BT sent me a letter last week to say that they’re rolling out Infinity broadband in Ormskirk – this is the new, super-fast, fibre-optic broadband that we’ve all been waiting for. With suggestions of up to 8 times faster broadband speeds and £50 Sainsbury’s Gift Card, I was interested – especially since I’m a web designer who’s on the Internet all the time and has a family that all want to be playing games and watching movies in the evenings.
It transpired that I’d pay BT £44 per month for unlimited Infinity broadband with my line rental and current calling package integrated into it, plus £7 for delivery. My current bills were £22 to BE for my unlimited ADSL2 broadband and £25 to BT for the line rental and calling package. So pound-per-mbit/sec, the BT package looked very tempting.
However, far from eight times my current speed (a very reliable 13Mbit/sec download and 1.2Mbit/sec upload) or their quoted maximum of 40Mbit/sec download, BT could only offer me 27Mbit/sec download and that’s just a little over a mile from the exchange. OK, that’s twice as fast as my current provider, but not startling and the ‘unlimited’ service is restricted with bandwidth throttling being applied to certain services (such as peer-to-per transfers and watch on demand services) between 16:00 and midnight. The whole point of getting fibre optic is to be able to use services such as these, when we want to, at high speed and when we’re all in the house – between 4pm and midnight. BE’s broadband has no such restrictions.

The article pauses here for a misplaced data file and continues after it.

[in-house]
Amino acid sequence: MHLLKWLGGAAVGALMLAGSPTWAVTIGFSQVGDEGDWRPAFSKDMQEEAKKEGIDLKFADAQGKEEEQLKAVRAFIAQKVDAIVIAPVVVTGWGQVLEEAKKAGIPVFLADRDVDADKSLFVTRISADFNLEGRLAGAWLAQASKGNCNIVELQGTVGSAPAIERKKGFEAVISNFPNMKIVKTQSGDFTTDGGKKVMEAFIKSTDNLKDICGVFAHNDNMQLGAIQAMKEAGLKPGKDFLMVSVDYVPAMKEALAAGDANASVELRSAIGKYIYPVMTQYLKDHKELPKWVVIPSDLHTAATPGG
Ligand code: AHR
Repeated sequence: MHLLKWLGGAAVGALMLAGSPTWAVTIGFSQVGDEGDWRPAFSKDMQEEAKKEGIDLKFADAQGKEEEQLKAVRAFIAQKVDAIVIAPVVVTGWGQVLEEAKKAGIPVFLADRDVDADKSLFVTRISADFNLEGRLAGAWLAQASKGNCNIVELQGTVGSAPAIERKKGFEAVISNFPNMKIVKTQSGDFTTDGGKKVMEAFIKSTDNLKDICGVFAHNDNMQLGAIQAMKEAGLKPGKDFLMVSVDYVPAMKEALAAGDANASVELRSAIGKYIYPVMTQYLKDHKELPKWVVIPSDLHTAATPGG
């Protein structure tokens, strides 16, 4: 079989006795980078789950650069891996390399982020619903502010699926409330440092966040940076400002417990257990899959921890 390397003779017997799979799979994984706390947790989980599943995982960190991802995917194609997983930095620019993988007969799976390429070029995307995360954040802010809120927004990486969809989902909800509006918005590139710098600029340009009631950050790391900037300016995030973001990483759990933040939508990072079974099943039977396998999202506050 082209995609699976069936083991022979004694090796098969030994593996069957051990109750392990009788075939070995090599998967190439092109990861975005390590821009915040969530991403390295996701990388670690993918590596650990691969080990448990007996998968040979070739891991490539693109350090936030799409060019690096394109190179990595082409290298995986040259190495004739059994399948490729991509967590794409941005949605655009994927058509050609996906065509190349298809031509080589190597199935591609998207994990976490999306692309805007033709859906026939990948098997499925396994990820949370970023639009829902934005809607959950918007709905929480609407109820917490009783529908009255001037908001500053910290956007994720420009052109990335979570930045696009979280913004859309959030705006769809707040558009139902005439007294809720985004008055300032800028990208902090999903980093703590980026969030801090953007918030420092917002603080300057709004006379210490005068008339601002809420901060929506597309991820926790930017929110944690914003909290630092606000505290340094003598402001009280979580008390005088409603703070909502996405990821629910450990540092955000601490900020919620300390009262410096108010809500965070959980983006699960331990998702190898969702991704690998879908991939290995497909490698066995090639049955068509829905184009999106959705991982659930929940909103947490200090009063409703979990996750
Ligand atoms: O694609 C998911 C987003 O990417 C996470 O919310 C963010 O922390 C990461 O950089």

I contacted BE to see when they’d be rolling out fibre-optic broadband and they said they had no plans to do so at the moment. They stated that they only provide the most reliable broadband services they could (and I’ve certainly got no complaints in that department) and that they didn’t believe that BT’s existing fibre-optic infrastructure would give their customers the service they had come to expect. Very interesting, but also hugely disappointing.
So; switch to BT Infinity or stay with BE? What a dilemma! OK, BT would be twice as fast when we didn’t need that performance as a heavy usage family and £3 a month cheaper, but BE have been brilliant – BT were, quite frankly, appalling the last time they supplied me with broadband a few years ago and their service was pitiful (hopefully that’s all improved now).
In the end, I asked BE what they were willing to do to keep me as a customer and within about a minute they’d halved my broadband bill for twelve months, so now I’m only paying £11 per month. I think this is the better deal, saving £11 per month beats a measly £3 per month and I stay with a really good broadband company.
The moral of the story – speed isn’t everything and you’ve only got to ask for a large discount.